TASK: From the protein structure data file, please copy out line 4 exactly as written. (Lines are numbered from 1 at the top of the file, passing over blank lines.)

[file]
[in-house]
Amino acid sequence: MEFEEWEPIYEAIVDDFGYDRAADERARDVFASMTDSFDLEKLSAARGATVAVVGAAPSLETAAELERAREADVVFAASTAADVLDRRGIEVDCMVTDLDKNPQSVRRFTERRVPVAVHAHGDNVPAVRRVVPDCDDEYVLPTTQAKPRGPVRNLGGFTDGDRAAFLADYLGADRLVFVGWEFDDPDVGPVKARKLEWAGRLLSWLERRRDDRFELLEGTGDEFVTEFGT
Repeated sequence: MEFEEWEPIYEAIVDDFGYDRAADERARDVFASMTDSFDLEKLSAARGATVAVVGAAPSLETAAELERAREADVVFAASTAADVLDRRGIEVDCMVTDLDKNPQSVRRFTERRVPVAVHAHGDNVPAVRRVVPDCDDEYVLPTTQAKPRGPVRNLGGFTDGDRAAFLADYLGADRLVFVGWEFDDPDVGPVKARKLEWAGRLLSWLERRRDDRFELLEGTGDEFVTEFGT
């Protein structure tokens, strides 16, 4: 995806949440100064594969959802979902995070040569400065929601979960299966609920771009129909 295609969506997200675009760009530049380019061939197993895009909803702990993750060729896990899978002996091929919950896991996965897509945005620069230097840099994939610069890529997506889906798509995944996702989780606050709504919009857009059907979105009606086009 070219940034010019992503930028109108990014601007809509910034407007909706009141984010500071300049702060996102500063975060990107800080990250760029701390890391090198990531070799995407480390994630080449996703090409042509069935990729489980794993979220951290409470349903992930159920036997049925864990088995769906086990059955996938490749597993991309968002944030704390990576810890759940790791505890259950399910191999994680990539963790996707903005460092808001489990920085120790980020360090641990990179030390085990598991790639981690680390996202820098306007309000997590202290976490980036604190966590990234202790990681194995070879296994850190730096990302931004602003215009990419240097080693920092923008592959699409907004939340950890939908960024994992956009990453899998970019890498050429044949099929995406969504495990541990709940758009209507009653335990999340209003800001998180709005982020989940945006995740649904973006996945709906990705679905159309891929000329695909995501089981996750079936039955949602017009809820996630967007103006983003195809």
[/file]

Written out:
């Protein structure tokens, strides 16, 4: 995806949440100064594969959802979902995070040569400065929601979960299966609920771009129909 295609969506997200675009760009530049380019061939197993895009909803702990993750060729896990899978002996091929919950896991996965897509945005620069230097840099994939610069890529997506889906798509995944996702989780606050709504919009857009059907979105009606086009 070219940034010019992503930028109108990014601007809509910034407007909706009141984010500071300049702060996102500063975060990107800080990250760029701390890391090198990531070799995407480390994630080449996703090409042509069935990729489980794993979220951290409470349903992930159920036997049925864990088995769906086990059955996938490749597993991309968002944030704390990576810890759940790791505890259950399910191999994680990539963790996707903005460092808001489990920085120790980020360090641990990179030390085990598991790639981690680390996202820098306007309000997590202290976490980036604190966590990234202790990681194995070879296994850190730096990302931004602003215009990419240097080693920092923008592959699409907004939340950890939908960024994992956009990453899998970019890498050429044949099929995406969504495990541990709940758009209507009653335990999340209003800001998180709005982020989940945006995740649904973006996945709906990705679905159309891929000329695909995501089981996750079936039955949602017009809820996630967007103006983003195809």